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  Philodendron stenolobum
From: Philip Crabb <treetrustee at yahoo.com> on 2004.08.13 at 19:42:36(11970)
Hi,

I am strictly a beginner aroid hobbyist with questions about "tree" philodendron growth habit.

A plant that is new to me has suffered damage, and I wonder what the prognosis is.

The newest leaves of twin Philodendron stenolobums had been damaged in this way: the petioles of the leaves were present upon arrival but the blades of the leaves were missing, almost as if they were pinched off. In the week since the 7" pot with the two 15" inch tall plants arrived, the terminal petioles turned from green to yellow to brown, so I cut them back to a half an inch long.

My questions are these: Will the plants grow around this damage and simply produce new leaves sometime soon? Or, does Philo. stenolobum, when damaged at the growing tip, stop growing and produce side shoots?

Thank you,

Phil

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From: Philip Crabb <treetrustee at yahoo.com> on 2004.08.15 at 07:47:51(11981)
Hi again,

I mistakenly cut off the spear-shaped sheathes, thinking they were petioles without a leaf blade. One friend said, "Time to get glasses."

All is well, though, because the plants are putting out the new leaves despite the mistaken excisions.

Phil Crabb

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From: "Russ" chammer at cfl.rr.com> on 2005.06.30 at 08:20:25(13081)
Title: RE: [Aroid-l] Philodendron stenolobum and P. bipinnatifidum?

My P. stenolobum has leaves exactly like
those of the large plant featured in last year's Aroid Show. I find it
hard
to believe that the plant that was
called williamsii a few years ago, and was part of the controversy with the
plant now
called stenolobum, could be a variation
of stenolobum. If they are, in fact, all to be called stenolobum, there
will be much
confusion with this species.
Certainly they must be identified under different varietal names to avoid
this.
Russ

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From: a san juan kalim1998 at yahoo.com> on 2005.06.30 at 08:36:11(13082)
"I find it hard to believe that the plant that was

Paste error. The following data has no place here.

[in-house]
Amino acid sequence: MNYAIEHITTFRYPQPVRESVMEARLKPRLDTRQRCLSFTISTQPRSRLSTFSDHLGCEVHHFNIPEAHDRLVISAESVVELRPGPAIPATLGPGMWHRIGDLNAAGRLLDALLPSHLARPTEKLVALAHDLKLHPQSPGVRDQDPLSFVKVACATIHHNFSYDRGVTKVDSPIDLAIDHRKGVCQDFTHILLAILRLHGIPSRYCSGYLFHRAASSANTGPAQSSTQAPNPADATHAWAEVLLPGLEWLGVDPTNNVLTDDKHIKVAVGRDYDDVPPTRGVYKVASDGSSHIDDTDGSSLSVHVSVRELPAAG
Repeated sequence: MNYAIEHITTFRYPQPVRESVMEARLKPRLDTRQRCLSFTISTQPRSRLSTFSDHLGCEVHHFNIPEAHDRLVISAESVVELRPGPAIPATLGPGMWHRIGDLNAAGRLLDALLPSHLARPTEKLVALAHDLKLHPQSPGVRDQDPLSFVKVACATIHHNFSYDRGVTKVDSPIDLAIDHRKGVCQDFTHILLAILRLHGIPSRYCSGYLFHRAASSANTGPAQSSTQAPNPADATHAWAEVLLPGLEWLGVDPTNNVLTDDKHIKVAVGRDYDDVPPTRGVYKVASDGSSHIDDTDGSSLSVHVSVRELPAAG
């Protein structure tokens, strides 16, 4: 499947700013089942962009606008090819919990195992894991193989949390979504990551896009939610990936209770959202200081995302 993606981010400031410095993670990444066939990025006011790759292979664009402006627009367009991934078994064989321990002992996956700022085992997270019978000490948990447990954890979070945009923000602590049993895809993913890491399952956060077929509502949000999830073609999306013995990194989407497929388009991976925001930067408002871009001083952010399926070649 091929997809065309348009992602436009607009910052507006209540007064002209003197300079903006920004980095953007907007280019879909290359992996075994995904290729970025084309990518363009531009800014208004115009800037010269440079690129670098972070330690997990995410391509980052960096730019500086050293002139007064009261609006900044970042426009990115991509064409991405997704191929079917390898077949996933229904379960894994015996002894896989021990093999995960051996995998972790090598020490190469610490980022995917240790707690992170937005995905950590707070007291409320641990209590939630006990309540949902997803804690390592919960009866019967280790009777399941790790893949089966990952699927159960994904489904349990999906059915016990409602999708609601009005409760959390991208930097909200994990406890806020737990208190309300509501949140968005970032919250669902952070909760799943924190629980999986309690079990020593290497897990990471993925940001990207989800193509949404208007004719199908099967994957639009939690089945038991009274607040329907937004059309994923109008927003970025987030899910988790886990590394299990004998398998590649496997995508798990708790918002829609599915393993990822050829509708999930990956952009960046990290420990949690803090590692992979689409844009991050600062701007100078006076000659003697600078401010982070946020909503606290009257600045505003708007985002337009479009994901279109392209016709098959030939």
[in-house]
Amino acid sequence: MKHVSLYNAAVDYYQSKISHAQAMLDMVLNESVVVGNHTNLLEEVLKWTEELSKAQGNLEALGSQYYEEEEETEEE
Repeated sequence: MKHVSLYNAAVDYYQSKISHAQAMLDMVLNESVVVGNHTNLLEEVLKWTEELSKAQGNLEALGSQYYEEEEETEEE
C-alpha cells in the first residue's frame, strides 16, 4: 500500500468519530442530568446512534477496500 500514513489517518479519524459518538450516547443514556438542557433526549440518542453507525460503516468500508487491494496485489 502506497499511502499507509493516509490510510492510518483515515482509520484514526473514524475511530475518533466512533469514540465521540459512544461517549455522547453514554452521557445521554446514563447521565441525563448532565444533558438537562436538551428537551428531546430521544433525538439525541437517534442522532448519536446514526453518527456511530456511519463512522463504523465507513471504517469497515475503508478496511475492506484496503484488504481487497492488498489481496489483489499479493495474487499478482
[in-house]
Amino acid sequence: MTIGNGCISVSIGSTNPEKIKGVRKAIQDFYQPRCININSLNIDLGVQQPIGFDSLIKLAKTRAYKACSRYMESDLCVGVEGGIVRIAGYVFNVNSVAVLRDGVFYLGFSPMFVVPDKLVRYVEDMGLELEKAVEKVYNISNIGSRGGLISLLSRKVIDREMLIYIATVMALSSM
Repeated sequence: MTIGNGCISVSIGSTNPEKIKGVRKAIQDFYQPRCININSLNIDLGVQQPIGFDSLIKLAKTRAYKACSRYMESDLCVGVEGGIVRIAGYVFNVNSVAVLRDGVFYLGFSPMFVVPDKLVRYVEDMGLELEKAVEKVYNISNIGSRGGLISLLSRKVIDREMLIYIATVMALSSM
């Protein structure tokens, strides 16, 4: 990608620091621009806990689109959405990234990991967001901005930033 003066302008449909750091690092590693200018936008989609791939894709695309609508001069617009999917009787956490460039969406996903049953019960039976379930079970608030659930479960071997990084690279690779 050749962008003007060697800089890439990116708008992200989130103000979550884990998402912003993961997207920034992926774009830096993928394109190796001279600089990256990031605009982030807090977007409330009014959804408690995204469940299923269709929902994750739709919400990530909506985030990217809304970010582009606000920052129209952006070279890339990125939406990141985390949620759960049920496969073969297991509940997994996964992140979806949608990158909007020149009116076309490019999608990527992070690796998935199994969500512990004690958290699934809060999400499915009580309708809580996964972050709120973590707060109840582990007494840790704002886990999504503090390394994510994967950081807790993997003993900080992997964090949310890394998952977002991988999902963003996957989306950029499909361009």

called williamsii a few years ago, and was part of the
controversy with the plant now called stenolobum,
could be a variation of stenolobum."

Why not? All people are the same species, and yet you
can see very much variation in terms of coloration,
height, hair type, etc.

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From: "Julius Boos" ju-bo at msn.com> on 2005.06.30 at 15:46:45(13084)
Reply-To : Discussion of aroids
Sent : Thursday, June 30, 2005 3:20 PM
To : "Discussion of aroids"
Subject : Re: [Aroid-l] Philodendron stenolobum

Dear All,

Here goes---
Before Dr. Goncalves' article in Aroideana Vol. 25, pg.2, there was only ONE
species recognized as P. williamsii by Dr. Simon Mayo, and the plants with
the 'wavy' leaf edge were considered a variety of the P. williamsii complex.
NOW the population from the area of Espirito Santo has been described by
Dr. Goncalves as a different and NEW species (as was suspected by Dr. Mayo),
P. stenolobum (no vars. involved, just TWO valid and different species!!!).
P. stenolobum is very different from the TRUE P. williamsii`s which has,
among differences, a flat leaf blade, and differs in several other VALID
ways from 'true' P. williamsii, plants of which are less common and less
sought after than the newly described and more desirable/'attractive' P.
stenolobum.
Just read Eduardo`s excellent article in Aroideana Vol 25, all will become
clear!!

Good Growing,

Julius

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From: Neil Crafter golfstra at senet.com.au> on 2005.06.30 at 17:19:49(13085)
Russ and Eduardo
I have both these plants - the 'new' P stenolobum and the 'old' P. williamsii. Like you Russ, I think that just by looking at them that they are different species. Old williamsii's leaves are longer, narrower and much stiffer and I suspect the petioles are typically longer too. Eduardo, you are saying that the plant considered by most people to be P. williamsii is not the true williamsii as this has a broader leaf like speciosum. Then what is the 'old' P. williamsii then? Is it a sub-species of stenolobum or something without a name that needs to be described? Look forward to shedding more light on this.
cheers
Neil

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From: "Russ" chammer at cfl.rr.com> on 2005.07.01 at 07:51:40(13086)
Yes, and for identification purposes those physical features and origins in
general are broken down into Caucasian, Hispanic, etc, etc. Also, science
demands that these horticultural differences are identified and split into
identifiable physical characteristics, and named. In the present state of
affairs, if I say I have a stenolobum, no one still knows exactly which
philodendron I have, and this situation is just too ambiguous.
Russ

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From: "Russ" chammer at cfl.rr.com> on 2005.07.01 at 08:14:08(13087)
The leaves on my 'stenolobum' are nowhere
near as ruffled as the one in last year's Aroid show, or the 2 pictures I
found
of P. 'williamsii' in my Exotica.
But they seem to be the same in narrow lobe width and proportions. So,